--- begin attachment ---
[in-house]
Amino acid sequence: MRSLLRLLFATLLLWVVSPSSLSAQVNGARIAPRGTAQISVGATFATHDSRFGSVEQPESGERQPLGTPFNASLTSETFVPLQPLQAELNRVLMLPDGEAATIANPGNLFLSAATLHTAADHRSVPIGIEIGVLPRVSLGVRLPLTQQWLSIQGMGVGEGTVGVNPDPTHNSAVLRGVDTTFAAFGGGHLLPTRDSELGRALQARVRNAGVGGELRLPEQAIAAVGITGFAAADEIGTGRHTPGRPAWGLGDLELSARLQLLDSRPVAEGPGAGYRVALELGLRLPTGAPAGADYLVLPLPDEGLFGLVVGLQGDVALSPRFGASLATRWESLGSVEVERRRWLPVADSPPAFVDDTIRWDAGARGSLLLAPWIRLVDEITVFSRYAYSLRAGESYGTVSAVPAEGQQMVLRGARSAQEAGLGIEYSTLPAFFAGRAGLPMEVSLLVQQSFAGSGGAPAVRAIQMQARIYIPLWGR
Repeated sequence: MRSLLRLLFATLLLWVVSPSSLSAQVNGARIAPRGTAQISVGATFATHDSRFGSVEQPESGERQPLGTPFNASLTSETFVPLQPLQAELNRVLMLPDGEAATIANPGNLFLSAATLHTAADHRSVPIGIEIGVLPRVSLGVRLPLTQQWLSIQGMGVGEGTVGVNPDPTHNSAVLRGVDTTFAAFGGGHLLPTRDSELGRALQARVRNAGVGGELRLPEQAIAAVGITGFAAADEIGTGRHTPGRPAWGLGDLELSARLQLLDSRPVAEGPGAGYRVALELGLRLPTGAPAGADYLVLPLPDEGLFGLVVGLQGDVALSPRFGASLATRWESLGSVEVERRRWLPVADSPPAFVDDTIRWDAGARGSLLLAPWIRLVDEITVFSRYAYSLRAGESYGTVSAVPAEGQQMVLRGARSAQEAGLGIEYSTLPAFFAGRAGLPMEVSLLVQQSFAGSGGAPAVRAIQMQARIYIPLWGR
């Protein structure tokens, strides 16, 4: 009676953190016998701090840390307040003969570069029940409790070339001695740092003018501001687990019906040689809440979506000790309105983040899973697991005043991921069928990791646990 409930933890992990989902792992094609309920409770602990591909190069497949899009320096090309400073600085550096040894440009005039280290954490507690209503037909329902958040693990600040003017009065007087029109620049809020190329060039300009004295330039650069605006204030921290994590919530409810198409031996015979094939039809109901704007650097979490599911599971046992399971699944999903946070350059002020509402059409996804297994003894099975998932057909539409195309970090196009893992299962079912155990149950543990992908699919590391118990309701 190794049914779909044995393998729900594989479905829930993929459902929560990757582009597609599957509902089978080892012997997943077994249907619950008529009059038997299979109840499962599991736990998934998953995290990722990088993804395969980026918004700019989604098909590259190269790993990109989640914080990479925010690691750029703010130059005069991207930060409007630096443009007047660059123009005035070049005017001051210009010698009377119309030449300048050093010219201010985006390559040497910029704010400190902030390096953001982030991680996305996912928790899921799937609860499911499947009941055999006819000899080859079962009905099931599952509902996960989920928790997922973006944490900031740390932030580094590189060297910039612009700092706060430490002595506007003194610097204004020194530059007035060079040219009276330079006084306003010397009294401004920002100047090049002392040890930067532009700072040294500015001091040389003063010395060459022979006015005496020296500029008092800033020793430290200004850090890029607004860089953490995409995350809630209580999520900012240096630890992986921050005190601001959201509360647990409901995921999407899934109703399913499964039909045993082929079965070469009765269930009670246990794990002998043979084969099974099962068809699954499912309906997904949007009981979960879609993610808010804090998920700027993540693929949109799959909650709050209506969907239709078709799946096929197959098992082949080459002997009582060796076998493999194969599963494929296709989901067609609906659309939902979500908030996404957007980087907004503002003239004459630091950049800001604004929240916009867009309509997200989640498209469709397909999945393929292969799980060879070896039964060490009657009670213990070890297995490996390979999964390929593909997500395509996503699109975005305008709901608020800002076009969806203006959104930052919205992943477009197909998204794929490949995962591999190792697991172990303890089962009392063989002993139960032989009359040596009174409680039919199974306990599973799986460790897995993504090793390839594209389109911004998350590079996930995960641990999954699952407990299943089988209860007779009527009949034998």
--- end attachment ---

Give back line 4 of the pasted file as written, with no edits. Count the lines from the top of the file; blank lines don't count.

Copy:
């Protein structure tokens, strides 16, 4: 009676953190016998701090840390307040003969570069029940409790070339001695740092003018501001687990019906040689809440979506000790309105983040899973697991005043991921069928990791646990 409930933890992990989902792992094609309920409770602990591909190069497949899009320096090309400073600085550096040894440009005039280290954490507690209503037909329902958040693990600040003017009065007087029109620049809020190329060039300009004295330039650069605006204030921290994590919530409810198409031996015979094939039809109901704007650097979490599911599971046992399971699944999903946070350059002020509402059409996804297994003894099975998932057909539409195309970090196009893992299962079912155990149950543990992908699919590391118990309701 190794049914779909044995393998729900594989479905829930993929459902929560990757582009597609599957509902089978080892012997997943077994249907619950008529009059038997299979109840499962599991736990998934998953995290990722990088993804395969980026918004700019989604098909590259190269790993990109989640914080990479925010690691750029703010130059005069991207930060409007630096443009007047660059123009005035070049005017001051210009010698009377119309030449300048050093010219201010985006390559040497910029704010400190902030390096953001982030991680996305996912928790899921799937609860499911499947009941055999006819000899080859079962009905099931599952509902996960989920928790997922973006944490900031740390932030580094590189060297910039612009700092706060430490002595506007003194610097204004020194530059007035060079040219009276330079006084306003010397009294401004920002100047090049002392040890930067532009700072040294500015001091040389003063010395060459022979006015005496020296500029008092800033020793430290200004850090890029607004860089953490995409995350809630209580999520900012240096630890992986921050005190601001959201509360647990409901995921999407899934109703399913499964039909045993082929079965070469009765269930009670246990794990002998043979084969099974099962068809699954499912309906997904949007009981979960879609993610808010804090998920700027993540693929949109799959909650709050209506969907239709078709799946096929197959098992082949080459002997009582060796076998493999194969599963494929296709989901067609609906659309939902979500908030996404957007980087907004503002003239004459630091950049800001604004929240916009867009309509997200989640498209469709397909999945393929292969799980060879070896039964060490009657009670213990070890297995490996390979999964390929593909997500395509996503699109975005305008709901608020800002076009969806203006959104930052919205992943477009197909998204794929490949995962591999190792697991172990303890089962009392063989002993139960032989009359040596009174409680039919199974306990599973799986460790897995993504090793390839594209389109911004998350590079996930995960641990999954699952407990299943089988209860007779009527009949034998």